Turning around an aircraft carrier, if done correctly, takes lead time, requires great care and precision, and depends on a large crew with a variety of skills, all working together in harmony for a common cause.

Intercarrier compensation reform (ICC) is one such ship. Wisely, the FCC began this turn in 2011 with terminating access reform, working with a broad cross-section of industry, consumer groups and policymakers to decisively steer industry away from the arbitrage and schemes of unscrupulous actors, and toward what it termed “market discipline.” With the FCC’s course set, industry charted its path toward greater competition.

Now that we are several years into the FCC’s reforms, it is time to review the state of the marketplace, assess prior reforms, identify weaknesses and address next steps. With our petition for forbearance, which we filed Friday, the FCC can begin the next phase of reform we believe will benefit consumers, increase broadband investment and improve competition.

First, some background. In the 2011 USF/ICC Transformation Order, the FCC did its work well by adopting a regulatory regime that determined that a “uniform national bill-and-keep framework” would be the “ultimate end state” for all telecommunications traffic between carriers. The FCC’s action addressed some of the worst aspects of access arbitrage on the terminating access side, including what the Commission described as “access stimulation.” These so-called “traffic pumpers,” who consistently game the system to grossly inflate providers’ costs – and consumers’ bills – by hundreds of millions of dollars annually, were finally constrained. For many carriers, terminating end office switching rates complete the bill-and-keep transition on July 1, 2017.

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Lies, Damn Lies, and Statistics

Posted by: AT&T Blog Team on September 12, 2016 at 11:35 am

By Caroline Van Wie, AT&T Assistant Vice President of Federal Regulatory

As former British Prime Minister Benjamin Disraeli famously said, “There are three kinds of lies: lies, damned lies, and statistics.” Statistics are particularly concerning when they’re taken out of context or used to prop up policies which the body of the larger economic analysis would not support. When it comes to the Commission’s analysis of the Business Data Services market, basing policies on a handful of outlier statistical results while ignoring the weight of the evidence and the data’s deep-seated flaws would result in a disastrous outcome for broadband investment.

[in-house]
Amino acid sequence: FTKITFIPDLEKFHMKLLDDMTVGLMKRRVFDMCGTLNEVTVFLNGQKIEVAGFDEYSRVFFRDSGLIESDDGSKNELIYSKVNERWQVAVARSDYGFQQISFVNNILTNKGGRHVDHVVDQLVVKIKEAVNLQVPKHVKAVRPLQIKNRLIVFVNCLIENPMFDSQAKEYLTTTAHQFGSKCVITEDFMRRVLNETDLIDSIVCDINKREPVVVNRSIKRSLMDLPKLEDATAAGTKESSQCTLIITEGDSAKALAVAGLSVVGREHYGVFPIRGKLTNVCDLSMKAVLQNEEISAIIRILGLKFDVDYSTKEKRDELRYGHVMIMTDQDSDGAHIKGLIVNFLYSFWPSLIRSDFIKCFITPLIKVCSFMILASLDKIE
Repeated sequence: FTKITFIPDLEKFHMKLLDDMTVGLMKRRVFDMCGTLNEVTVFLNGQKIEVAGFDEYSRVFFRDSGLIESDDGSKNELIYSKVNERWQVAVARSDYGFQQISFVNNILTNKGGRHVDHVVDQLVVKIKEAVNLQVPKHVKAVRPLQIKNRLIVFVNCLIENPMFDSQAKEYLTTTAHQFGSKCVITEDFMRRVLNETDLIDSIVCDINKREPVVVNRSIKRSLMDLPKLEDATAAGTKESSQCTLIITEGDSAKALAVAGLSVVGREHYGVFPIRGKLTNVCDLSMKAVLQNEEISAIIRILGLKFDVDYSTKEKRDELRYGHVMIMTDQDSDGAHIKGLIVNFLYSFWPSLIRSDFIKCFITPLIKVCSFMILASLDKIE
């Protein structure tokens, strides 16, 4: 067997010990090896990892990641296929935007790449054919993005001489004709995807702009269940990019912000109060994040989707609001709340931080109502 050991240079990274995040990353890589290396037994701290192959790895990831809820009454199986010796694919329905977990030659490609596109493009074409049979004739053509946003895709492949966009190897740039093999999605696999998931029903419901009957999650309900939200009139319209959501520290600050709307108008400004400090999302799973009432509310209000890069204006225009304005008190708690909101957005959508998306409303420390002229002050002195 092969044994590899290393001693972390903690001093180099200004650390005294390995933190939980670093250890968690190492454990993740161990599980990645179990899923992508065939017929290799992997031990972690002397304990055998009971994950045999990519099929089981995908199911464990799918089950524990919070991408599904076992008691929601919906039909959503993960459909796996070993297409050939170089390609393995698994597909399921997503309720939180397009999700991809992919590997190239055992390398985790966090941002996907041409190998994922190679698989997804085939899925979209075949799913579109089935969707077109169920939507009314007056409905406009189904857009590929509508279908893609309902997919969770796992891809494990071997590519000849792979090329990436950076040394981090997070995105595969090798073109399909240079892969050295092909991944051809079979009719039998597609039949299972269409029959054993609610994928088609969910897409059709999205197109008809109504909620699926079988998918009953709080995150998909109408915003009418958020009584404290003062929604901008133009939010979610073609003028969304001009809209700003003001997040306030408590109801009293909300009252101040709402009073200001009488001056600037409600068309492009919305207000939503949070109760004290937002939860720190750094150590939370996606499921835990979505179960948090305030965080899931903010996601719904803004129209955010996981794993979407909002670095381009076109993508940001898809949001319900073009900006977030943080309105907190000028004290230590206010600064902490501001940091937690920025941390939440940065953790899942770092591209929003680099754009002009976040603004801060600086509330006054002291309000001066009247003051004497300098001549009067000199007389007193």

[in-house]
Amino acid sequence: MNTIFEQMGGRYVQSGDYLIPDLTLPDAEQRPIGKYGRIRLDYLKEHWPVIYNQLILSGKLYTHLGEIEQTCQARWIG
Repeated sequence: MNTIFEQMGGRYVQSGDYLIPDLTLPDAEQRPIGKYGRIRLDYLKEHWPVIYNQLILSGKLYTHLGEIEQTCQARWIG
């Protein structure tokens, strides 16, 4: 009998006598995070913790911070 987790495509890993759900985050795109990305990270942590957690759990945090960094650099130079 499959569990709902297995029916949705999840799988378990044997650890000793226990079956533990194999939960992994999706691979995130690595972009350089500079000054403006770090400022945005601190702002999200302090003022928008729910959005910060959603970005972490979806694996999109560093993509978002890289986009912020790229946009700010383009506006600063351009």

Over the past several months, the FCC – first through its hired economist, and later through Staff – has released over 100 regressions that purport to analyze the data the Commission has collected about the Business Data Services market. Each time, the FCC announced that the regressions show that ILECs retain market power for legacy DS1 and DS3 services. Each time, economists, including those the FCC asked to conduct peer reviews of the FCC regressions, observed that the regressions suffer from significant flaws that render them unreliable, including the severe correlation/causation problem that economists refer to as “endogeneity,” incomplete and incorrect data on pricing and the number of competitors, mismatches in the pricing and competitor data, and incorrect methods for computing the statistical significance of the results. And each time, we noted that some of the most significant of these flaws are not fixable because of the limitations of the data available to the FCC’s economists.

Undeterred, FCC Staff released yet another set of regressions in late August. These regressions address one of the problems with the earlier regressions – the flawed method for determining statistical significance. As a result of that correction, many of the prior results purportedly demonstrating the presence of market power in legacy DS1s and DS3s fell by the wayside. Those results now show nothing of the sort. But, no less important, as explained in a white paper filed last week by Drs. Israel, Rubinfeld, and Woroch, the revised regressions do not address the core, foundational flaws that continue to plague the entire exercise. Because of these deep-seated flaws, the regressions continue to produce wildly inconsistent and often anomalous results that in many cases conflict with basic economics. These erratic results confirm that the endogeneity and other data-related flaws are dominating the regressions, and thus they cannot be used to support any conclusions about ILEC market power for DS1s and DS3s.